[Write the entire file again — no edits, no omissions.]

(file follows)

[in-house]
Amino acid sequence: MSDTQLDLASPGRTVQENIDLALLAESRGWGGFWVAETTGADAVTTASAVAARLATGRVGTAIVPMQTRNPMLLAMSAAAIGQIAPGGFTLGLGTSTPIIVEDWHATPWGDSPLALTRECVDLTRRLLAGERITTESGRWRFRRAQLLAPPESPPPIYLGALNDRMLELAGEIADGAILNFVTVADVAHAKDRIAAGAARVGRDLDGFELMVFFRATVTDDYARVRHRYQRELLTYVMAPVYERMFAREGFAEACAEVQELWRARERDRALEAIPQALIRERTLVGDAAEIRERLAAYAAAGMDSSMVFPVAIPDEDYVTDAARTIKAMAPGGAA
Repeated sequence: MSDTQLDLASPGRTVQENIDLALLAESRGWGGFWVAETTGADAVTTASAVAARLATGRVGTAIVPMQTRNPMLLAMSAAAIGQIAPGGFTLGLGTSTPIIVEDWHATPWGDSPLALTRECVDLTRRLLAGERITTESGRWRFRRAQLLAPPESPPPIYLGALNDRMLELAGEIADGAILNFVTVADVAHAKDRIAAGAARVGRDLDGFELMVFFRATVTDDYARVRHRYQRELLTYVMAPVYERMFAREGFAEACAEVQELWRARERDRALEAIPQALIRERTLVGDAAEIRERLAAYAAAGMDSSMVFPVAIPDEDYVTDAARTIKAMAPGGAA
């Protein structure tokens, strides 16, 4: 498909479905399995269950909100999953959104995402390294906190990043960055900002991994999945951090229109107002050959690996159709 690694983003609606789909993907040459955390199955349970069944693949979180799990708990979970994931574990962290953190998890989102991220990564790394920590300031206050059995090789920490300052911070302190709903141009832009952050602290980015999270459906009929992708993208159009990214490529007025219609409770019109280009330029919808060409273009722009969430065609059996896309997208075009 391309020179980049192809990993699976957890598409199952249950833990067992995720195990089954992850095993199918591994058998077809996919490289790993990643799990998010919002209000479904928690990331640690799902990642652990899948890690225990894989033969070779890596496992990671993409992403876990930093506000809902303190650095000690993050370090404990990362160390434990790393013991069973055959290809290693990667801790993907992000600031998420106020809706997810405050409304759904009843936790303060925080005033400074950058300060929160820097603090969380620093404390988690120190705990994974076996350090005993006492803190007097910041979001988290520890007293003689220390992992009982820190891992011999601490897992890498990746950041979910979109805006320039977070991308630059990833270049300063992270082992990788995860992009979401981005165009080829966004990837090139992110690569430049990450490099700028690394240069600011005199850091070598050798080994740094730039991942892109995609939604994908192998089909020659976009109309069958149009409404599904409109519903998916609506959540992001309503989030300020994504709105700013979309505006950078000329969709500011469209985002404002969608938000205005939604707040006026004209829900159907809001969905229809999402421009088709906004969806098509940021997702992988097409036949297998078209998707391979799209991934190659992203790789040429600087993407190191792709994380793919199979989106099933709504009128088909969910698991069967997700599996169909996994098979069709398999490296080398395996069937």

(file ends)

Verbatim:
[in-house]
Amino acid sequence: MSDTQLDLASPGRTVQENIDLALLAESRGWGGFWVAETTGADAVTTASAVAARLATGRVGTAIVPMQTRNPMLLAMSAAAIGQIAPGGFTLGLGTSTPIIVEDWHATPWGDSPLALTRECVDLTRRLLAGERITTESGRWRFRRAQLLAPPESPPPIYLGALNDRMLELAGEIADGAILNFVTVADVAHAKDRIAAGAARVGRDLDGFELMVFFRATVTDDYARVRHRYQRELLTYVMAPVYERMFAREGFAEACAEVQELWRARERDRALEAIPQALIRERTLVGDAAEIRERLAAYAAAGMDSSMVFPVAIPDEDYVTDAARTIKAMAPGGAA
Repeated sequence: MSDTQLDLASPGRTVQENIDLALLAESRGWGGFWVAETTGADAVTTASAVAARLATGRVGTAIVPMQTRNPMLLAMSAAAIGQIAPGGFTLGLGTSTPIIVEDWHATPWGDSPLALTRECVDLTRRLLAGERITTESGRWRFRRAQLLAPPESPPPIYLGALNDRMLELAGEIADGAILNFVTVADVAHAKDRIAAGAARVGRDLDGFELMVFFRATVTDDYARVRHRYQRELLTYVMAPVYERMFAREGFAEACAEVQELWRARERDRALEAIPQALIRERTLVGDAAEIRERLAAYAAAGMDSSMVFPVAIPDEDYVTDAARTIKAMAPGGAA
């Protein structure tokens, strides 16, 4: 498909479905399995269950909100999953959104995402390294906190990043960055900002991994999945951090229109107002050959690996159709 690694983003609606789909993907040459955390199955349970069944693949979180799990708990979970994931574990962290953190998890989102991220990564790394920590300031206050059995090789920490300052911070302190709903141009832009952050602290980015999270459906009929992708993208159009990214490529007025219609409770019109280009330029919808060409273009722009969430065609059996896309997208075009 391309020179980049192809990993699976957890598409199952249950833990067992995720195990089954992850095993199918591994058998077809996919490289790993990643799990998010919002209000479904928690990331640690799902990642652990899948890690225990894989033969070779890596496992990671993409992403876990930093506000809902303190650095000690993050370090404990990362160390434990790393013991069973055959290809290693990667801790993907992000600031998420106020809706997810405050409304759904009843936790303060925080005033400074950058300060929160820097603090969380620093404390988690120190705990994974076996350090005993006492803190007097910041979001988290520890007293003689220390992992009982820190891992011999601490897992890498990746950041979910979109805006320039977070991308630059990833270049300063992270082992990788995860992009979401981005165009080829966004990837090139992110690569430049990450490099700028690394240069600011005199850091070598050798080994740094730039991942892109995609939604994908192998089909020659976009109309069958149009409404599904409109519903998916609506959540992001309503989030300020994504709105700013979309505006950078000329969709500011469209985002404002969608938000205005939604707040006026004209829900159907809001969905229809999402421009088709906004969806098509940021997702992988097409036949297998078209998707391979799209991934190659992203790789040429600087993407190191792709994380793919199979989106099933709504009128088909969910698991069967997700599996169909996994098979069709398999490296080398395996069937």